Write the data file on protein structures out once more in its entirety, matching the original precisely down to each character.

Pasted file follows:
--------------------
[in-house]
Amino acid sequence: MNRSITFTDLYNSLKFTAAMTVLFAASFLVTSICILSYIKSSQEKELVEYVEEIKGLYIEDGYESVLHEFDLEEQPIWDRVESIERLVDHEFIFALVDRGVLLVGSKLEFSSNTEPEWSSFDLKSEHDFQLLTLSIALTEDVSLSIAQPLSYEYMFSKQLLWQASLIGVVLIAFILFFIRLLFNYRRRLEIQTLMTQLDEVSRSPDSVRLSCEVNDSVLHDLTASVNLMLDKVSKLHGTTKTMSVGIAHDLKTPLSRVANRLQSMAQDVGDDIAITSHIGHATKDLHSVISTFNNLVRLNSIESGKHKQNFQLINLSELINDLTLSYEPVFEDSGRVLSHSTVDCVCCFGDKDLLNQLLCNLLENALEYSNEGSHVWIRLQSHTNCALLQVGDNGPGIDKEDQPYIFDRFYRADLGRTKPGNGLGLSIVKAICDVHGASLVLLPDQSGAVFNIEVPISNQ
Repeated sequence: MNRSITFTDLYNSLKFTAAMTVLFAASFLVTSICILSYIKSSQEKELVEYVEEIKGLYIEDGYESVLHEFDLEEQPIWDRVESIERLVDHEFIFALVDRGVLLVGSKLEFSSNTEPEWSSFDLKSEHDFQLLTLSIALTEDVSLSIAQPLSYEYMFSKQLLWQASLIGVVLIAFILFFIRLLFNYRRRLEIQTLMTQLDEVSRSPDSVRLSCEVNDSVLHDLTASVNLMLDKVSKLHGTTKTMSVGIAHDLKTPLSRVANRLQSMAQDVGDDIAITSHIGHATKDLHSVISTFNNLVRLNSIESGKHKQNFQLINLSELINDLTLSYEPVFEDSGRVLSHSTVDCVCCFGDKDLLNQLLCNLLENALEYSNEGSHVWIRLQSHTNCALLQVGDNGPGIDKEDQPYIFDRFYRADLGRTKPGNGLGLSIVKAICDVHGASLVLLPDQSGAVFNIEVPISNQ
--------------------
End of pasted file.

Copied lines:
[in-house]
Amino acid sequence: MNRSITFTDLYNSLKFTAAMTVLFAASFLVTSICILSYIKSSQEKELVEYVEEIKGLYIEDGYESVLHEFDLEEQPIWDRVESIERLVDHEFIFALVDRGVLLVGSKLEFSSNTEPEWSSFDLKSEHDFQLLTLSIALTEDVSLSIAQPLSYEYMFSKQLLWQASLIGVVLIAFILFFIRLLFNYRRRLEIQTLMTQLDEVSRSPDSVRLSCEVNDSVLHDLTASVNLMLDKVSKLHGTTKTMSVGIAHDLKTPLSRVANRLQSMAQDVGDDIAITSHIGHATKDLHSVISTFNNLVRLNSIESGKHKQNFQLINLSELINDLTLSYEPVFEDSGRVLSHSTVDCVCCFGDKDLLNQLLCNLLENALEYSNEGSHVWIRLQSHTNCALLQVGDNGPGIDKEDQPYIFDRFYRADLGRTKPGNGLGLSIVKAICDVHGASLVLLPDQSGAVFNIEVPISNQ
Repeated sequence: MNRSITFTDLYNSLKFTAAMTVLFAASFLVTSICILSYIKSSQEKELVEYVEEIKGLYIEDGYESVLHEFDLEEQPIWDRVESIERLVDHEFIFALVDRGVLLVGSKLEFSSNTEPEWSSFDLKSEHDFQLLTLSIALTEDVSLSIAQPLSYEYMFSKQLLWQASLIGVVLIAFILFFIRLLFNYRRRLEIQTLMTQLDEVSRSPDSVRLSCEVNDSVLHDLTASVNLMLDKVSKLHGTTKTMSVGIAHDLKTPLSRVANRLQSMAQDVGDDIAITSHIGHATKDLHSVISTFNNLVRLNSIESGKHKQNFQLINLSELINDLTLSYEPVFEDSGRVLSHSTVDCVCCFGDKDLLNQLLCNLLENALEYSNEGSHVWIRLQSHTNCALLQVGDNGPGIDKEDQPYIFDRFYRADLGRTKPGNGLGLSIVKAICDVHGASLVLLPDQSGAVFNIEVPISNQ